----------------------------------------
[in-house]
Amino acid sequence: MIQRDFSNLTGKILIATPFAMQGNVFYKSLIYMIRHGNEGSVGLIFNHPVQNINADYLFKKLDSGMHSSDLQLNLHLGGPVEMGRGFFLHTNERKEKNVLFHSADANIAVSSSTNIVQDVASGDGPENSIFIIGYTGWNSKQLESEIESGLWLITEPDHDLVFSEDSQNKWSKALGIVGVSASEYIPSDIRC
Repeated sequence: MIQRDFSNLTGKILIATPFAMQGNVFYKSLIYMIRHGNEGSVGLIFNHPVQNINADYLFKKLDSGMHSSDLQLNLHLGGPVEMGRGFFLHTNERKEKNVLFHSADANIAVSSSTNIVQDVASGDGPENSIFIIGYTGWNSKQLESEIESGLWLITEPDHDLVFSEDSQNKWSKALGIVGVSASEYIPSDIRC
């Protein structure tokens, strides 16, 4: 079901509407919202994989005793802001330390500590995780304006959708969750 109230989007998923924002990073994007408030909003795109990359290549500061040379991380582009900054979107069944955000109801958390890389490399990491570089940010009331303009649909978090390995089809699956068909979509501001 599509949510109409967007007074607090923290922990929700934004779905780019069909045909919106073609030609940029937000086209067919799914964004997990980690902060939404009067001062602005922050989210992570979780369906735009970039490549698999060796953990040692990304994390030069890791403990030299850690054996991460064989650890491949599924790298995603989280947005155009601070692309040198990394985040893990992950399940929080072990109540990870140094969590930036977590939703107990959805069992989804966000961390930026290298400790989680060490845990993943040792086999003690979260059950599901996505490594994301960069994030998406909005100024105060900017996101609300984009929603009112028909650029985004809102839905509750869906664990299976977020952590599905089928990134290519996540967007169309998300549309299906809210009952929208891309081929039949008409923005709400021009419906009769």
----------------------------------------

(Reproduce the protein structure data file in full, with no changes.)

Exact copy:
[in-house]
Amino acid sequence: MIQRDFSNLTGKILIATPFAMQGNVFYKSLIYMIRHGNEGSVGLIFNHPVQNINADYLFKKLDSGMHSSDLQLNLHLGGPVEMGRGFFLHTNERKEKNVLFHSADANIAVSSSTNIVQDVASGDGPENSIFIIGYTGWNSKQLESEIESGLWLITEPDHDLVFSEDSQNKWSKALGIVGVSASEYIPSDIRC
Repeated sequence: MIQRDFSNLTGKILIATPFAMQGNVFYKSLIYMIRHGNEGSVGLIFNHPVQNINADYLFKKLDSGMHSSDLQLNLHLGGPVEMGRGFFLHTNERKEKNVLFHSADANIAVSSSTNIVQDVASGDGPENSIFIIGYTGWNSKQLESEIESGLWLITEPDHDLVFSEDSQNKWSKALGIVGVSASEYIPSDIRC
């Protein structure tokens, strides 16, 4: 079901509407919202994989005793802001330390500590995780304006959708969750 109230989007998923924002990073994007408030909003795109990359290549500061040379991380582009900054979107069944955000109801958390890389490399990491570089940010009331303009649909978090390995089809699956068909979509501001 599509949510109409967007007074607090923290922990929700934004779905780019069909045909919106073609030609940029937000086209067919799914964004997990980690902060939404009067001062602005922050989210992570979780369906735009970039490549698999060796953990040692990304994390030069890791403990030299850690054996991460064989650890491949599924790298995603989280947005155009601070692309040198990394985040893990992950399940929080072990109540990870140094969590930036977590939703107990959805069992989804966000961390930026290298400790989680060490845990993943040792086999003690979260059950599901996505490594994301960069994030998406909005100024105060900017996101609300984009929603009112028909650029985004809102839905509750869906664990299976977020952590599905089928990134290519996540967007169309998300549309299906809210009952929208891309081929039949008409923005709400021009419906009769």